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Paxos—Regulated and Rising above Trustless Tether and Lost Libra

Matthew Lam   Dec 09, 2019 00:00 3 Min Read

Exclusive interview with Charles Cascarilla, CEO and Co-Founder of Paxos: Part 2
(Link: Part 1)

Charles Cascarilla is the CEO and co-founder of Paxos, a financial technology company working to modernize the financial system by digitizing and mobilizing assets. Paxos is building a future where all assets—from money to gold to securities— can be digitized and then moved instantaneously.

In this second part of our interview with Cascarilla, he explains why the PAX stablecoin is ultimately superior to Tether and gives his thoughts on Facebook’s Libra project and the nature of money.

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Paxos VS Tether

Paxos’ stablecoin the Paxos Standard (PAX) combines US Dollar stability with the efficiency of blockchain technology. Tether, another popular stablecoin and one of the oldest, was established in 2014 under the original name of RealCoin. While both are stablecoins, there are a number of key significant differences—the most significant being that PAX is regulated while controversy continues to surround Tether’s regulatory status and stablecoin classification. 

Cascarilla said, “Not only is Paxos regulated as a Trust Company, but our stablecoin is also approved by a regulator. So that means the product itself and how it was designed is regulation compliant.” He added, “The assets we hold are fully segregated. We couldn't just announce tomorrow that we have an $800 million hole or we own other things besides what we record in our audit reports. So that's a huge level of trust that we can create.”

According to Cascarilla, Tether made some important moves that showed the value that a tokenized dollar can have in changing the way crypto trading can happen. But it doesn’t address how you can change the whole financial system. He said, “Tokenized dollars or not, we have to be honest, no one’s using Tether for anything other than crypto-trading. We have to grow up as an industry and create products that can be widely used and widely trusted and Tether, by definition, is not that.” He added, “I’m very, very confident we will surpass Tether because the utility of what we’ve created by being regulated is much broader. PAX can be used in payments, remittance, FX trading, etc., whereas Tether itself is meant for a much narrower target audience.”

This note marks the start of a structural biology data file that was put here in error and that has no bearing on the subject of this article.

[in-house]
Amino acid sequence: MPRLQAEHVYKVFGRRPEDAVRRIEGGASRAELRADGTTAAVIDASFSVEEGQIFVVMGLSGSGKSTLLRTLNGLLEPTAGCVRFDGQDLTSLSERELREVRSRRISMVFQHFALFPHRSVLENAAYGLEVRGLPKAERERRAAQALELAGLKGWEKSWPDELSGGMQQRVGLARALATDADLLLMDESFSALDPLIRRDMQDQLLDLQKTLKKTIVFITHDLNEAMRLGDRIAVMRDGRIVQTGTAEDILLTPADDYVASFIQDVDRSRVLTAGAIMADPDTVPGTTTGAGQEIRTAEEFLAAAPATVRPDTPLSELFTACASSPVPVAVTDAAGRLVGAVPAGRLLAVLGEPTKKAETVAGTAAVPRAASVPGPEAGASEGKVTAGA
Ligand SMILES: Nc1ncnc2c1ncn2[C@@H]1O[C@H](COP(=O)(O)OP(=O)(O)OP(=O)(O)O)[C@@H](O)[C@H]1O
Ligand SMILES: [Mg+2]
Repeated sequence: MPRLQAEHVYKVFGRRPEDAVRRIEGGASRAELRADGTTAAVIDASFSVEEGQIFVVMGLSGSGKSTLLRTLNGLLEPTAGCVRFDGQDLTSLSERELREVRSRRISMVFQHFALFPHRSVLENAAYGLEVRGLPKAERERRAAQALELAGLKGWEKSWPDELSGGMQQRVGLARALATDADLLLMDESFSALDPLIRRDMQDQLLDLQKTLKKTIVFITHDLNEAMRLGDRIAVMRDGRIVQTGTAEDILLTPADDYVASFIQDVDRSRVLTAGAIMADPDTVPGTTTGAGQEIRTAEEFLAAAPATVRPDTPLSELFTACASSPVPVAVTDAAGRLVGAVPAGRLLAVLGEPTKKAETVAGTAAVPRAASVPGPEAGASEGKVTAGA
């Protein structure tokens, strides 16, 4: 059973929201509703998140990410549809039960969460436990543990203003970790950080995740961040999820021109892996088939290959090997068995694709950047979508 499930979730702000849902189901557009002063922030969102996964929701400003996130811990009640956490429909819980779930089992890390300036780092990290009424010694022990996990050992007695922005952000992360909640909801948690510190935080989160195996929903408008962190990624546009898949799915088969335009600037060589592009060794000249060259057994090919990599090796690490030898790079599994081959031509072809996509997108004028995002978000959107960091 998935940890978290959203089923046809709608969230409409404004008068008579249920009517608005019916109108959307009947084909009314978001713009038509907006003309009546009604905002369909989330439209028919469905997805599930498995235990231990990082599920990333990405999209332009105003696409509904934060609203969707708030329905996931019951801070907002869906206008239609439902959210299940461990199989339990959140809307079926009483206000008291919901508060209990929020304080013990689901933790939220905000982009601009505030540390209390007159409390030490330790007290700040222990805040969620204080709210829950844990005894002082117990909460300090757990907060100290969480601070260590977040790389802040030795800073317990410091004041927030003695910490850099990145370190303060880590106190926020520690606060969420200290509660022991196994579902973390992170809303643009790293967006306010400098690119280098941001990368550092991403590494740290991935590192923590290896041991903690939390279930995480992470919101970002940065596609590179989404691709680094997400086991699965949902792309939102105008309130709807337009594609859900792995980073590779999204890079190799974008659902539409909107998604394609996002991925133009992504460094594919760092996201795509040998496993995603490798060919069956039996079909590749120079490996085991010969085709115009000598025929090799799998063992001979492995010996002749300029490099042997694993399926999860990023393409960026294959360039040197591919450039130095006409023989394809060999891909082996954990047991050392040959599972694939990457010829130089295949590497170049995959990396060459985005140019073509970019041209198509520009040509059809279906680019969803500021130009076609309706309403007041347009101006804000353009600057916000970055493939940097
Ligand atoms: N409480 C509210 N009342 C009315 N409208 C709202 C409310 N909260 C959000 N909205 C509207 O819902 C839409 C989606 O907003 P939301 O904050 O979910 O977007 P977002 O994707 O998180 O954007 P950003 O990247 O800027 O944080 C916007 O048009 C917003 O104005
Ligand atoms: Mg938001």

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Charles shares his confidence in Paxos to overtake USDT as the leader of stablecoin during the Capital by CoinMarketCap.

Libra and the Nature of Money

Asked for his thoughts on Facebook’s Libra stablecoin project and whether it may pose a threat to Paxos if it is finally launched, Cascarilla believes it comes down to the fundamental nature of money. He explained, “I don't want to make it too theoretical but basically, there are a couple of different ways money can be set up. One is fiat money. The second is what I would call open money like say gold, or maybe potentially Bitcoin. It depends on how Libra gets set up and what its value is pegged to, it's still very unclear what form it will take, and therefore it is unclear how it will be regulated.”


For Cascarilla, the key takeaway is that Facebook, a company with 2.4 billion users, wants to use blockchain technology and move assets around. He said, “That's hugely encouraging for the premise of having stablecoins, the premise of tokenizing assets—I think it demonstrates a vote of confidence in terms of how this technology can change the financial system and create inclusion.”

Encouraging as it may be, Cascarilla reaffirmed that you cannot just create inclusion without also having some forms of regulation and protection and it is still not exactly clear how Libra will be regulated. He said, “I think that's been partly what they have been trying to work through. There's been a lot of uncertainty, so it's difficult to predict how it could affect us. Financial Services is not a winner takes all industry, it's just too large—anything that can help push adoption and push us towards, I think, a more open system is something that we welcome very much.”

Credits to Walter Hessert and Becky McClain for the support to the interview.

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